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Stephen Breyer
Supreme Court Justice Stephen Breyer testifies on Capitol Hill, March 21, 2015.Manuel Balce Ceneta / AP file

Stephen Breyer's unfortunate timing and flawed rationale

Stephen Breyer apparently thinks his experience is so relevant, he should remain on the Supreme Court. Reality suggests otherwise.


Supreme Court Justice Stephen Breyer's timing could be better. The center-left jurist has written a new book about the high court and why it shouldn't be seen as a partisan institution, all evidence to the contrary notwithstanding.

The book will hit shelves tomorrow – on the heels of the Supreme Court's Republican-appointed conservatives stripping Texas women of Roe v. Wade protections. And overturning the White House's evictions moratorium. And rejecting the Biden administration's effort to reverse Donald Trump's "Remain in Mexico" policy for asylum seekers. And relying a little too heavily on the "shadow docket."

"Could the timing of Supreme Court Justice Stephen G. Breyer's new book be any worse?" The Washington Post's Ruth Marcus asked, adding that the justice's book offers "an artfully airbrushed version of the judicial process."

But as the book reaches the public, Breyer is also helping promote the project with a series of media interviews, which naturally broach the subject of how much longer it'll be before the 83-year-old jurist retires.

Breyer spoke last week with NPR's Nina Totenberg, who touched on an interesting point:

"[I]f his plans on retirement remain obscure, the realities of the court's docket in the upcoming term are not. Abortion, guns and possibly affirmative action in higher education – they're all on the docket. And Breyer made clear in our interview his 27 years on the High Court have taught him an important lesson. It takes years, somewhere between two and five years, for a new justice to really settle in."

The justice specifically told the longtime legal affairs correspondent, "People have to become acclimatized to that institution and work out who they're going to be as judges. It takes a while."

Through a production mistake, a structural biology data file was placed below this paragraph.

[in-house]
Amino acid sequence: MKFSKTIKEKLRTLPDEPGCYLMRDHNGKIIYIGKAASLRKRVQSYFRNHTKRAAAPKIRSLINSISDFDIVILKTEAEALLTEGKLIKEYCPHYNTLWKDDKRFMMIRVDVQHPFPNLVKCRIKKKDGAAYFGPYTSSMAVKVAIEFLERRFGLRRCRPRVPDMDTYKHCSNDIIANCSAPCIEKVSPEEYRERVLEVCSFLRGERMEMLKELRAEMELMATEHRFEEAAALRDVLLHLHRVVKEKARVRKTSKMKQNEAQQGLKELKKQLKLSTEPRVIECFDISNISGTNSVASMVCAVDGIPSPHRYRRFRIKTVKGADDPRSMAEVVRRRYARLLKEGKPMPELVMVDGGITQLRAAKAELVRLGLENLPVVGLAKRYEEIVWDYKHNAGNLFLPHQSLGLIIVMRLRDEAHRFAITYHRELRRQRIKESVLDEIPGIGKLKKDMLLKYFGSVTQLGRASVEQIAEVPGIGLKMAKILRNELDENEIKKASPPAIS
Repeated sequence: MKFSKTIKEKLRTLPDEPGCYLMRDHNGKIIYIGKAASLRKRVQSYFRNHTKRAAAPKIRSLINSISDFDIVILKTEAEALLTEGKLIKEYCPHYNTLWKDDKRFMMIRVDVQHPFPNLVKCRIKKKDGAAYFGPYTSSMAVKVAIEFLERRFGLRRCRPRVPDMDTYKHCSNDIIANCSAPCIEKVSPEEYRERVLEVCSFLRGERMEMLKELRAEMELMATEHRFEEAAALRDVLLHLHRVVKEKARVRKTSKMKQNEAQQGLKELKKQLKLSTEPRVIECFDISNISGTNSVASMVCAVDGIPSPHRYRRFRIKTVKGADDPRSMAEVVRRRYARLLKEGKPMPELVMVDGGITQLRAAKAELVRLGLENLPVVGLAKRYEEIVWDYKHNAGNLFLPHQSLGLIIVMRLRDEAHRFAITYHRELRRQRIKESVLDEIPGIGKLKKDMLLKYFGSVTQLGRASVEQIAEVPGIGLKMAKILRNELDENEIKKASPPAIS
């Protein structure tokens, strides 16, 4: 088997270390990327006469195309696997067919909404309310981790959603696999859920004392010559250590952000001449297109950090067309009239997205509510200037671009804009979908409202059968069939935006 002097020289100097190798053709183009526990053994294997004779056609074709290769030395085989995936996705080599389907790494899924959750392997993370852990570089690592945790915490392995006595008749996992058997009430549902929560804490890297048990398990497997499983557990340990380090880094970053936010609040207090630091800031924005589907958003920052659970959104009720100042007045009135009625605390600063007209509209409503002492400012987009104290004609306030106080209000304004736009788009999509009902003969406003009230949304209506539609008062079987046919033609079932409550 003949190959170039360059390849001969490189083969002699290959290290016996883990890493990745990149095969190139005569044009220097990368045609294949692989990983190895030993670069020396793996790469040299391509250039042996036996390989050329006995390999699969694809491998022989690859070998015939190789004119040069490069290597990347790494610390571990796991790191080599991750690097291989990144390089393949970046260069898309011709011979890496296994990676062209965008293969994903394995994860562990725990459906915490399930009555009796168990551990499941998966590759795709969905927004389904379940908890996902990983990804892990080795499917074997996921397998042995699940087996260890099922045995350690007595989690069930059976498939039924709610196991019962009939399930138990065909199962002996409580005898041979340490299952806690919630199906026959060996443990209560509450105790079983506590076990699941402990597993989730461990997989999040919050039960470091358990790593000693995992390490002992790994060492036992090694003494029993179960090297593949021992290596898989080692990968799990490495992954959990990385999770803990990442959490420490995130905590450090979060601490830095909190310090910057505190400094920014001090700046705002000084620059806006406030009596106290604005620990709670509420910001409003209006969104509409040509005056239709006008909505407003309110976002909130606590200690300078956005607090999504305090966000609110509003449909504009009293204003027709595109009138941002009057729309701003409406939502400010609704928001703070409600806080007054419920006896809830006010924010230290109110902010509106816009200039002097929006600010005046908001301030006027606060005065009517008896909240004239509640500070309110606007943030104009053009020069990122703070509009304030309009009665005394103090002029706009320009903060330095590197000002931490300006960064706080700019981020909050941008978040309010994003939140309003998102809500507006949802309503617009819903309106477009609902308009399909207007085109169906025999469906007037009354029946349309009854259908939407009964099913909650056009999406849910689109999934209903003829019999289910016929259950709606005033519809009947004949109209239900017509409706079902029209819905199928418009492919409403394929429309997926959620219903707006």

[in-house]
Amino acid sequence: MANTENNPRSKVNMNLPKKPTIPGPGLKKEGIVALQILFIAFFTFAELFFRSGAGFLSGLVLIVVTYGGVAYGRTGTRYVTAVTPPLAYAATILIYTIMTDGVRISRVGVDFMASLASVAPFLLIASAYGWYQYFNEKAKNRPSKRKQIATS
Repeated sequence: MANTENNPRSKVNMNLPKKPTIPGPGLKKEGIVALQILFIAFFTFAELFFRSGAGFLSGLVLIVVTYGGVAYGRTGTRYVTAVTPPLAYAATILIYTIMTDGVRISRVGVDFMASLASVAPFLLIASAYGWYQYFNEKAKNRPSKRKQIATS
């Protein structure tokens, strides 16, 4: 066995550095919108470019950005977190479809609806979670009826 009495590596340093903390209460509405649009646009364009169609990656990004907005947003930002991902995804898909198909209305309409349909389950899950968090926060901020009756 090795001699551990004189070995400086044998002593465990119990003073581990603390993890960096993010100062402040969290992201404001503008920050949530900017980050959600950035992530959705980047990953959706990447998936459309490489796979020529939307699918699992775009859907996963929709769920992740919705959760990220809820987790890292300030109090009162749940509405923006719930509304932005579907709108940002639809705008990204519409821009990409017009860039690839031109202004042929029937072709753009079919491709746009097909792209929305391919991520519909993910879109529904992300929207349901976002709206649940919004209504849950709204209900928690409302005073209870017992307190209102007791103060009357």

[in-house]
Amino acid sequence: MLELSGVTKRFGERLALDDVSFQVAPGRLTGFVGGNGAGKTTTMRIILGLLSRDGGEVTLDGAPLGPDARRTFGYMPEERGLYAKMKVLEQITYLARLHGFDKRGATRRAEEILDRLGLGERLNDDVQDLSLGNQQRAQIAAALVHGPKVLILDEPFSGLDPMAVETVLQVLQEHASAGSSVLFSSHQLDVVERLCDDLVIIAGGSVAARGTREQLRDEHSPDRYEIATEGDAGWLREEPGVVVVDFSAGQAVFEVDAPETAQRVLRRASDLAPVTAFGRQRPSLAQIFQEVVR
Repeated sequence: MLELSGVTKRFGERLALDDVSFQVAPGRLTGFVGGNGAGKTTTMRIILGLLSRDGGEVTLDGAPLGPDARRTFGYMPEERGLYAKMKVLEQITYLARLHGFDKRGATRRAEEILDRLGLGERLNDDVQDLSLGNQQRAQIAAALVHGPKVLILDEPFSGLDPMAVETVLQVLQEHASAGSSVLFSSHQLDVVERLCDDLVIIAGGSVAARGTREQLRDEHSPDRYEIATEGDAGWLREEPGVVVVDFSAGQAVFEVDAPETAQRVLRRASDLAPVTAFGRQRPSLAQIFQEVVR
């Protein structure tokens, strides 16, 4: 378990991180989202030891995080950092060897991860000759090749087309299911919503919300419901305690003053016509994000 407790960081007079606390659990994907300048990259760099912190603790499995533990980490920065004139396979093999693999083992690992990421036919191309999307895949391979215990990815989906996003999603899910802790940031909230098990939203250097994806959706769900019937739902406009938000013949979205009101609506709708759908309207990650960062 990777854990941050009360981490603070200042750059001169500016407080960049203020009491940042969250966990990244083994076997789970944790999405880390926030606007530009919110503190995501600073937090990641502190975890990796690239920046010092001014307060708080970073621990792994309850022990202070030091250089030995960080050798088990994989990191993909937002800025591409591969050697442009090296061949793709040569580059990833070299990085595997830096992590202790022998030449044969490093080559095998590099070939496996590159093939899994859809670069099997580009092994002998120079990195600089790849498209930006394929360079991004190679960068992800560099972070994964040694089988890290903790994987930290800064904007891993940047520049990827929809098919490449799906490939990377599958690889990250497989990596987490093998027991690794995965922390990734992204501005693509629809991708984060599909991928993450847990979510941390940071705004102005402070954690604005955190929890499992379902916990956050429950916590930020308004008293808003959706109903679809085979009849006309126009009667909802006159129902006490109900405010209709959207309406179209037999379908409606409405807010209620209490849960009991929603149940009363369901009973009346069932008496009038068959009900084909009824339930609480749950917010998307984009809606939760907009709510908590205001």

It led Totenberg to add, "The implication, not said, is that with a docket this inflammatory this term, no new Biden-appointed justice could do as well as he could to prevent or soften what liberals would call a wholesale slaughter of Supreme Court precedents."

Part of what makes this notable is that the rationale is new: Breyer hasn't previously suggested a new justice, chosen by President Joe Biden, would be unprepared for "a while."

But it also stood out because it's unpersuasive. If there were reasons to believe that Breyer was leveraging his lengthy judicial career to steer his conservative colleagues in responsible directions, it might make slightly more sense for the justice to hang on for a while.

Reality tells a different story. There's little to suggest that the Supreme Court's dominant six-member conservative majority cares at all about Breyer's status as an "acclimatized" justice. Those Republican-appointed justices rolled right over his concerns when allowing Texas' abortion ban to go into effect, despite the fact that it's obviously at odds with existing precedent.

Besides, Justices Sonia Sotomayor and Elena Kagan have each been on the court for more than a decade. If Breyer is concerned about progressive jurists being able to hold their own, he can step down with confidence that two of his colleagues are more than capable.

As for his possible successor, if it "takes a while" for a new justice "to become acclimatized," the sooner Breyer retires, the better it will be for the future justice who replaces him.